How to Prevent Heatstroke in Pets

The summer months can be dangerous to pets, as they can experience heatstroke on extremely hot days. Coping with rising temperatures and thick humidity is difficult enough. Things can get tougher, even tragic, when you have to deal with power outages as well.


What Is Heat Stroke in Pets?


Heatstroke is high body temperature or hyperthermia that develops when heat overcomes the cooling mechanisms in a pet’s body. The main cooling mechanism in most pets is panting. Heatstroke is a life-threatening condition that can lead to an inflammatory response, which can cause multiple organ failures.


Signs of Heat Stroke in Pets


This condition can vary in severity from mild to deadly. High body temperatures can damage cells and lead to a whole-body or systemic body inflammatory response. This can cause damage to various vital organs, such as the brain, kidneys, and liver. Some of the common signs and symptoms of heatstroke in pets include:


  • Muscle tremors


  • Rapid panting or breathing


  • Restlessness and disorientation


  • Diarrhea


  • Seizures


  • Vomiting


  • Red lesions on the skin


  • Increased heart rate


  • Blood in feces and/or vomit


How Long Does the Condition Last?


Heatstroke can happen pretty quickly. However, it usually progresses from mild to moderate heat stroke before progressing to severe heatstroke, which can cause death.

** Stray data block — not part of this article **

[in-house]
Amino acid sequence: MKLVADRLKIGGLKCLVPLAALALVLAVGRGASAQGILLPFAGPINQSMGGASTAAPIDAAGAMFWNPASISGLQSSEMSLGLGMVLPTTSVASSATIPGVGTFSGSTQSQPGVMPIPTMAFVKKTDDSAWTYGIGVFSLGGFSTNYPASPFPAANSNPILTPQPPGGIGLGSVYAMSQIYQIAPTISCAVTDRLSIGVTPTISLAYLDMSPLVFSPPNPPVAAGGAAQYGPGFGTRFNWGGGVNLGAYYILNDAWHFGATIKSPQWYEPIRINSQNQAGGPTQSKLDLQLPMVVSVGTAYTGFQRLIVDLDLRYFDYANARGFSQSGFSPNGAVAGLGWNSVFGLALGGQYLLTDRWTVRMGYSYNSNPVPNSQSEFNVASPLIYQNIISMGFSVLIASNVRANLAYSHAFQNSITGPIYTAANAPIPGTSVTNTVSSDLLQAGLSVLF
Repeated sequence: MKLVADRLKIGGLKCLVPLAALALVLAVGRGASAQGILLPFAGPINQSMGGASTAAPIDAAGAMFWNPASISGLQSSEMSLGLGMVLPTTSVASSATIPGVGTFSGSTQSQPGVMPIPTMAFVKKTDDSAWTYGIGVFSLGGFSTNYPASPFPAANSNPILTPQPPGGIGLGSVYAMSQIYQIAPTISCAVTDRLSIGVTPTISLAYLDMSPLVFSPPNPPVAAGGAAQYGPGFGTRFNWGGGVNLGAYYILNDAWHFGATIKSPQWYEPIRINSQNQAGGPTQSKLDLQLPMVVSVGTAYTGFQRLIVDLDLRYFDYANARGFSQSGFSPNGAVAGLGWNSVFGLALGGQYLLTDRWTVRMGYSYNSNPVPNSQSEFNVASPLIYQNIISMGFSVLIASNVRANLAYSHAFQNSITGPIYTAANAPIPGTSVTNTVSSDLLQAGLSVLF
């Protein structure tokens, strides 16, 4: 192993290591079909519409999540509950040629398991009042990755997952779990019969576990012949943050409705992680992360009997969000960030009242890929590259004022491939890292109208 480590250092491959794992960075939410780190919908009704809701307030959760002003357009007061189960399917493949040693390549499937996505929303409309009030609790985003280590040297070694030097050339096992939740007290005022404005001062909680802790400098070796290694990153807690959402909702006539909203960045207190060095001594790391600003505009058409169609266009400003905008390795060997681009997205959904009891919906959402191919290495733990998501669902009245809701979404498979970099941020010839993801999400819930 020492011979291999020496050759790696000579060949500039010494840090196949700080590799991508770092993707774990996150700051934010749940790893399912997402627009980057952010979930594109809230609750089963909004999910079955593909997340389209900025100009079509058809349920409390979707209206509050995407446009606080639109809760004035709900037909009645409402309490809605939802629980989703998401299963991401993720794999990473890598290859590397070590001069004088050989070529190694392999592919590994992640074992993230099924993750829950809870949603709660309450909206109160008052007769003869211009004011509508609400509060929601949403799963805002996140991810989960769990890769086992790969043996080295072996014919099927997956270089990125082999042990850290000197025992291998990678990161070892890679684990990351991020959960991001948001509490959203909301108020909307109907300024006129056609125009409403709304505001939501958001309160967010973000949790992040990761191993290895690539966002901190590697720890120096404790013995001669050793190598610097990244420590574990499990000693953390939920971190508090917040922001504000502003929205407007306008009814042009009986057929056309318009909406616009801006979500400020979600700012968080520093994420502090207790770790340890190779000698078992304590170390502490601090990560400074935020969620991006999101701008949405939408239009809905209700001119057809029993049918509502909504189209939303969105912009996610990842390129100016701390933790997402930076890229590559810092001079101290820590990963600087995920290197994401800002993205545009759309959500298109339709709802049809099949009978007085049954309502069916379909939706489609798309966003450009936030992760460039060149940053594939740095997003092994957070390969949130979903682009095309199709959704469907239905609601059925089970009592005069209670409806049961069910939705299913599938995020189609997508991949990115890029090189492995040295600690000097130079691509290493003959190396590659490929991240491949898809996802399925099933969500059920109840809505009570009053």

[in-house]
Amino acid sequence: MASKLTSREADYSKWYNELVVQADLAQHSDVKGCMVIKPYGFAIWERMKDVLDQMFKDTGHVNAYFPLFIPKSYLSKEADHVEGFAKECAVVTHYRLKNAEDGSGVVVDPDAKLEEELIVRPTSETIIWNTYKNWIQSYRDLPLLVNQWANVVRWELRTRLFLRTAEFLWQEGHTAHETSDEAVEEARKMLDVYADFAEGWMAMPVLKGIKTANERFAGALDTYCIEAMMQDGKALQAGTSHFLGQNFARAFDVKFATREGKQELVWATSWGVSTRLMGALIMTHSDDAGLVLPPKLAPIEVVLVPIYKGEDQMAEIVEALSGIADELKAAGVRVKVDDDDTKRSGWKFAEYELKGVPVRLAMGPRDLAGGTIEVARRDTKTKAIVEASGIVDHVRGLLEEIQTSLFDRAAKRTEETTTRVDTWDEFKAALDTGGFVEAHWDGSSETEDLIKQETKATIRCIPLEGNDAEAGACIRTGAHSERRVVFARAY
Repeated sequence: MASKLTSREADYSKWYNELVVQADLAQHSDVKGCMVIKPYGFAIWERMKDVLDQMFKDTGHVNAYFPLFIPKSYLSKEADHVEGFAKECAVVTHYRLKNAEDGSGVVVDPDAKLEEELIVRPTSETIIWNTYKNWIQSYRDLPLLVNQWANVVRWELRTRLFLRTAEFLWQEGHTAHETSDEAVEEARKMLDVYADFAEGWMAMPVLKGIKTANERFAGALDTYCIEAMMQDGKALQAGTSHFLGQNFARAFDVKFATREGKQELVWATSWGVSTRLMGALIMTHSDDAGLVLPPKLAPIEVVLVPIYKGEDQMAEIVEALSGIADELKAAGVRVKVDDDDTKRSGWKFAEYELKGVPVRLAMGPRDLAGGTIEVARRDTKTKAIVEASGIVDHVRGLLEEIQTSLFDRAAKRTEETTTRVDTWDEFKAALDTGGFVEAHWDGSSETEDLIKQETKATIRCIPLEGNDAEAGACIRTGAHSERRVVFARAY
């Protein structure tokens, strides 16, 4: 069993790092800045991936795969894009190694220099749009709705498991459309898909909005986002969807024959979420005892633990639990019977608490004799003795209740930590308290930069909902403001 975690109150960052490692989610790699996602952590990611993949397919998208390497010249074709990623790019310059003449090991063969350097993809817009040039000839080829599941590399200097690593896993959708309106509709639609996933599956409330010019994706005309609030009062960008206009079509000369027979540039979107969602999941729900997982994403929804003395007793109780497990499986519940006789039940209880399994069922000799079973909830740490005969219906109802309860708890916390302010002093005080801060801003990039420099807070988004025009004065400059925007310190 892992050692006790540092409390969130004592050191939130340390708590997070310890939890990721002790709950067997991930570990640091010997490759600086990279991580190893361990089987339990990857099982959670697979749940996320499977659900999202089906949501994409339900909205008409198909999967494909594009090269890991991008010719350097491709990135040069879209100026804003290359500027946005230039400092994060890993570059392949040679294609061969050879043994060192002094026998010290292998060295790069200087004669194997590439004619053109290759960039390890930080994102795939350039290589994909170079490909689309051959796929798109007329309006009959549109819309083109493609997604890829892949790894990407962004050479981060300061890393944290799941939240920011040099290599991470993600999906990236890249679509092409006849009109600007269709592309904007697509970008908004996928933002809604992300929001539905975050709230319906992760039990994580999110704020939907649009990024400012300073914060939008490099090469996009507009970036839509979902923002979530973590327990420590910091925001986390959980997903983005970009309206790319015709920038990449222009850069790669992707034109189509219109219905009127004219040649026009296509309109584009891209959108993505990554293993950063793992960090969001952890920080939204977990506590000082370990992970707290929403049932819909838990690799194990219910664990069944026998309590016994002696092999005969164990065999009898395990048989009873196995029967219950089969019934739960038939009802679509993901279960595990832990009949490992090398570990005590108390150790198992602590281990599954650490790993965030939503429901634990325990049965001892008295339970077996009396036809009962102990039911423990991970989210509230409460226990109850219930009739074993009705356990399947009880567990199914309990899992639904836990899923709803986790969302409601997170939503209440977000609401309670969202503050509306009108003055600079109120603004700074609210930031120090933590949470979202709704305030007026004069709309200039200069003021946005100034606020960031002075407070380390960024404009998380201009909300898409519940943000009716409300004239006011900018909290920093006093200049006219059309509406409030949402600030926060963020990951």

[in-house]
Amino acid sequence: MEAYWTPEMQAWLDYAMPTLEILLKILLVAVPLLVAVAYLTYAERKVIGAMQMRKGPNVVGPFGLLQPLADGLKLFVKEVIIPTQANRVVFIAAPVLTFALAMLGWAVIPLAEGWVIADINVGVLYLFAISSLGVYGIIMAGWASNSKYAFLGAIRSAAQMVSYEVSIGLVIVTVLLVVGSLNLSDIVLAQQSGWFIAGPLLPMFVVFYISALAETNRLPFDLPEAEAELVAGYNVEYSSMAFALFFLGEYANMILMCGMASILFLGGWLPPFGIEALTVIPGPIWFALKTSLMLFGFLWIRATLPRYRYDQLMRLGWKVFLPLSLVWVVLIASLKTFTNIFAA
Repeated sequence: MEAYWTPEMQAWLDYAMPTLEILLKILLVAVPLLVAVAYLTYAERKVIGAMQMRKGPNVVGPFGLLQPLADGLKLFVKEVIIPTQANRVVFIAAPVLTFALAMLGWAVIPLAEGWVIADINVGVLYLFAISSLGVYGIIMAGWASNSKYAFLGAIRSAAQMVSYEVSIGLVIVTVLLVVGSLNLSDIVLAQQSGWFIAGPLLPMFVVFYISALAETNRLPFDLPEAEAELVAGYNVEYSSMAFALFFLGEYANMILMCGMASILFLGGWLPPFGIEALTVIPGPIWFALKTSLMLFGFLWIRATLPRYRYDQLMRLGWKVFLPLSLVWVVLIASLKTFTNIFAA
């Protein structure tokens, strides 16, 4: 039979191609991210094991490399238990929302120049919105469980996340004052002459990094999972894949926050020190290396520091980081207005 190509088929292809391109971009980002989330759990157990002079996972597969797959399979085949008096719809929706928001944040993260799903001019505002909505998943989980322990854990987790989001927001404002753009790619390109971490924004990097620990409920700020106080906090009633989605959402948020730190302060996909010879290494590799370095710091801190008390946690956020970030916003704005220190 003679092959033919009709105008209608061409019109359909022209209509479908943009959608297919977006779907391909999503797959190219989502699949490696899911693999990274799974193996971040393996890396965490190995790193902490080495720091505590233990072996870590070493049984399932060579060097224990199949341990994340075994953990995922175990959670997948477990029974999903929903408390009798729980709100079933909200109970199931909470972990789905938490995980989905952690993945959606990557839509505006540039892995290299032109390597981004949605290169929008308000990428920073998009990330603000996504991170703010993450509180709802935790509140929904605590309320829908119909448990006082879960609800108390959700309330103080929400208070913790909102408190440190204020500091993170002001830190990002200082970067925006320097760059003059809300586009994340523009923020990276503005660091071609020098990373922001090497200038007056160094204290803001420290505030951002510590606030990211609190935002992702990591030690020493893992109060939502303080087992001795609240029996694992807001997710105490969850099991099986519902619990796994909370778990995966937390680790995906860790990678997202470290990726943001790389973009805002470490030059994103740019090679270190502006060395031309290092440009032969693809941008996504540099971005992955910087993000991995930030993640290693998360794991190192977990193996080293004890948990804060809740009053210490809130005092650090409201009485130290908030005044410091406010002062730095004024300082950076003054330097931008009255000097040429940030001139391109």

Preventing Heat Stroke in Pets


To protect your animal friend, you first need to understand that heat stroke is an emergency. Also, you need to follow some basic summer safety tips. Obese pets and those with thick coats of hair are at an increased risk of suffering heatstroke. Some of the best ways to protect your pet from high temperatures include:


Don’t Leave Pets in a Car Outside


Even with the air conditioning on, do not leave your pet in a parked car. The temperatures inside a car can rise to unsafe levels within a few minutes, even on cool days. Such temperatures can lead to organ damage that cannot be reversed or even lead to death.


Adjust the Duration and Intensity of Exercise on Hot Days


You need to adjust your pet’s exercise routine per the temperature. On very hot days, limit exercise to evening hours or early morning. Additionally, be especially careful with short-nosed pets and those with white-colored ears.


Pets with a short nose often find it difficult to breathe on hot days, while those with white ears are more at risk of developing skin cancer. If you choose to walk your dog on a hot day, walk them on the grass because asphalt can get extremely hot. Always remember to carry water to keep your canine friend from dehydrating.


Be Mindful of the Humidity


In addition to high temperatures, high humidity can also affect your pet. To lower their body temperature, most animals pant to evaporate some of the moisture in their lungs. On days with high humidity, they find it more difficult to cool themselves. This causes their body temperatures to rise quickly to dangerous levels.


Other ways to prevent heatstroke in pets include:


  • Provide your pet with ample water and shade any time he/she is outside


  • Remember that fans do not work as effectively on pets as on humans. So, you do not want to rely on a fan to cool your pet


  • Always watch for signs and symptoms of heatstroke


To learn how to prevent heatstroke in your pet, visit Dr. Mike's Affordable Vet Care at our office in Arlington, Texas. You can call (817) 663-8160 today to schedule an appointment.

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